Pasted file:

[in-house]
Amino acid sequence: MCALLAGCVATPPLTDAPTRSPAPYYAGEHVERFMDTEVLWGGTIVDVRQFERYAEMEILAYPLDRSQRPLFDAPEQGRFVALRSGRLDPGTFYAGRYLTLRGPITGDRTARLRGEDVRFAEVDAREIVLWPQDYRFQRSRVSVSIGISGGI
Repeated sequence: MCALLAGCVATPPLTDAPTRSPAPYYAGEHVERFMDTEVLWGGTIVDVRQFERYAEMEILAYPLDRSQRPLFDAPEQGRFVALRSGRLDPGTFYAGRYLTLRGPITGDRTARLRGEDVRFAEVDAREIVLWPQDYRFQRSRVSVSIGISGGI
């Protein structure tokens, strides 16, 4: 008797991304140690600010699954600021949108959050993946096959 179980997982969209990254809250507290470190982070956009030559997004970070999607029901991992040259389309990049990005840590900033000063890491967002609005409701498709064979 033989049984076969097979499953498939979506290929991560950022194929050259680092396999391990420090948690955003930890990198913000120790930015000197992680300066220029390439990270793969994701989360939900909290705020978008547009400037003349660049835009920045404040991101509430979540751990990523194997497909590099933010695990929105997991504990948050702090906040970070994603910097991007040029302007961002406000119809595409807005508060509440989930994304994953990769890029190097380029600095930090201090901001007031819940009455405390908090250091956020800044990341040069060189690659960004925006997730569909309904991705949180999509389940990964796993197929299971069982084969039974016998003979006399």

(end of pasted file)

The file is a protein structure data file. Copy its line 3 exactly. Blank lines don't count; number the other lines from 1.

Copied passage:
Repeated sequence: MCALLAGCVATPPLTDAPTRSPAPYYAGEHVERFMDTEVLWGGTIVDVRQFERYAEMEILAYPLDRSQRPLFDAPEQGRFVALRSGRLDPGTFYAGRYLTLRGPITGDRTARLRGEDVRFAEVDAREIVLWPQDYRFQRSRVSVSIGISGGI